“For me, to be happy is about pleas­ing only my heart and not wor­ry­ing about what oth­ers think”

VOGUE Living Australia - - Art & Design - VL

‹‹ Many of her con­tem­po­rary pieces are by artists she sup­ports at the art gallery, One Piece Art, which she has run on nearby Via Margutta since 2002. A sideshow-alley-style piece by Hélène Launois, a Paris artist work­ing in plas­tics and light­ing, un­ex­pect­edly lights up one cor­ner of the room, jostling along­side one of Ital­ian-Amer­i­can artist Ni­cola Ver­lato’s photo-re­al­is­tic paint­ings and an un­usual lamp in the shape of an eye­ball by Marco Con­solino. “It’s a space where it’s pos­si­ble to put any­thing and ev­ery­thing,” says Orsini. The de­signer comes to this com­pact one-bed­room, one-bath­room bolt­hole — with its sweep­ing views of the city that take in the Villa Medici and the mag­nif­i­cent Altare della Pa­tria — to be on her own, “to write, to think, to dream”. She moved in eight years ago, for an es­cape from the home she shares with her hus­band in an­other part of Rome. “Here, this is my the­atre,” Orsini ex­plains. “For most of my life, I have thought only of my hus­band and son; now it is time to some­times think only for me.” She’s drawn to old things that res­onate emo­tion­ally with an­ima mia, she wildly ges­tic­u­lates; “with my soul!” The beauty of a piece lies in its im­per­fec­tions. “I love the patina of things that have been made and touched by hand,” she says of her many bro­cante (flea mar­ket) pieces. “How­ever, a mix is al­ways im­por­tant.” Orsini points to an orig­i­nal Carlo Bu­gatti desk from the late 19th cen­tury in­tri­cately carved in dark­ened wal­nut, then to a 16th-cen­tury saint’s head dressed with an old hat from the Moulin Rouge. Be­side it sits a dia­manté toi­let by Ni­cola Bolla. “Oh, and here is my fi­ancé,” she says with a laugh, ca­ress­ing Paolo Maione’s Papa, a ce­ramic sculp­ture of a don­key as the Pope. “For me, to be happy — if it is pos­si­ble to be happy — it is about pleas­ing only my heart and not wor­ry­ing about what oth­ers think. If I stay well within my­self, ev­ery­thing else stays well,” she says, beam­ing. “Maybe I’m a lit­tle pazzo, crazy,” Orsini hoots. “Okay, so maybe not ‘mad’ crazy, but it’s def­i­nitely in­ter­est­ing and ir­rev­er­ent. I like to turn some­thing tra­di­tional on its head. It’s nec­es­sary to play, and I don’t be­lieve you have to spend a lot of money ei­ther. The an­tique, the mod­ern and me — we live well to­gether!”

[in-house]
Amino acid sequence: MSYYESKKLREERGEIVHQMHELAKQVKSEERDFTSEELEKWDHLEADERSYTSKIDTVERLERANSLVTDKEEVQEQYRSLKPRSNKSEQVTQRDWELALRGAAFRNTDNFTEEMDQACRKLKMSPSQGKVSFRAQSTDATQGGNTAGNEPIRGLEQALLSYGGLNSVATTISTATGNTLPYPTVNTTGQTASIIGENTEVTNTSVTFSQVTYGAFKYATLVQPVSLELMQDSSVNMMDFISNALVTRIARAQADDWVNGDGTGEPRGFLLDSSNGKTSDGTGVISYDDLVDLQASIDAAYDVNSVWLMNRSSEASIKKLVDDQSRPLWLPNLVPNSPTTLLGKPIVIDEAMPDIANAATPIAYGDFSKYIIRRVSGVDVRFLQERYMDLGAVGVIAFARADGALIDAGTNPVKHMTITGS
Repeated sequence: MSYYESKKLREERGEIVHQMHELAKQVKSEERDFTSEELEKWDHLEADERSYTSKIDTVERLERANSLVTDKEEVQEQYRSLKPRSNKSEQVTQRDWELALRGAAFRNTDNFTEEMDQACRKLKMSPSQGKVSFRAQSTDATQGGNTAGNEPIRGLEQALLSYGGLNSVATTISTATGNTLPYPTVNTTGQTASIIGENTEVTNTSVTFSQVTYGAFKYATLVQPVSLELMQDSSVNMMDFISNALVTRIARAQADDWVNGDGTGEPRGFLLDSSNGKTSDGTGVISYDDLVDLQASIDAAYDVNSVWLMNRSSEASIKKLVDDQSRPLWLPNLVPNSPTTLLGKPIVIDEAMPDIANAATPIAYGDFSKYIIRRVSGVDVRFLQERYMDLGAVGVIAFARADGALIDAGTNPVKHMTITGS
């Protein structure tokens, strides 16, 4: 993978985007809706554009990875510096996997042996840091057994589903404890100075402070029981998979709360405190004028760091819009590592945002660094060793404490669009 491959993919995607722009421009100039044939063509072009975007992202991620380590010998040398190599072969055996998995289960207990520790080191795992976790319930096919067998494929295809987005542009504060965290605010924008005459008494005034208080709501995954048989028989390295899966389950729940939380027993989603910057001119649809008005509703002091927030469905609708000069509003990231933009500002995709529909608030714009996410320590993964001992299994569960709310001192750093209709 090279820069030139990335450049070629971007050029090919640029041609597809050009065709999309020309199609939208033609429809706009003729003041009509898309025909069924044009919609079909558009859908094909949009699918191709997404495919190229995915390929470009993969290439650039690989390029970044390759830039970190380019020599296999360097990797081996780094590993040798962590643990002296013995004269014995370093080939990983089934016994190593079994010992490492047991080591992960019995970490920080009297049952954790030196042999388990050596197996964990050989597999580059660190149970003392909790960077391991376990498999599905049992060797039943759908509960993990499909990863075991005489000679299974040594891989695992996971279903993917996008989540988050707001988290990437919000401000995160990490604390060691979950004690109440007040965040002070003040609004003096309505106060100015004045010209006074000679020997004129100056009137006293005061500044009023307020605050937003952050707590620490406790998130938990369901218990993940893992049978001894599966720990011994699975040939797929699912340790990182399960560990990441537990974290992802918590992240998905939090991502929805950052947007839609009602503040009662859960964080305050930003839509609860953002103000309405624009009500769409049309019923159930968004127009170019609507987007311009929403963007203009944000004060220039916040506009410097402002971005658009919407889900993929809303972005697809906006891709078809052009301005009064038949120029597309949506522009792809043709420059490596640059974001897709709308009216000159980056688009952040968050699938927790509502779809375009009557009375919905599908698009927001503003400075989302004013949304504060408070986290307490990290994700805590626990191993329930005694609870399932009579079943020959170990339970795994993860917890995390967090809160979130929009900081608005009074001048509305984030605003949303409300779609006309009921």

this page: in the KITCHEN, cup­board pan­els made from striped Moroc­can cloth and wire mesh; var­i­ous art­works un­known. op­po­site page: on the MEZ­ZA­NINE, 1870 French-Egyp­tian re­vival-style sofa; pho­to­graph of horse in­stal­la­tion — Nove­cento by Mau­r­izio Cat­te­lan — taken by Mas­simo Listri; pho­to­graph by Pino Set­tanni.

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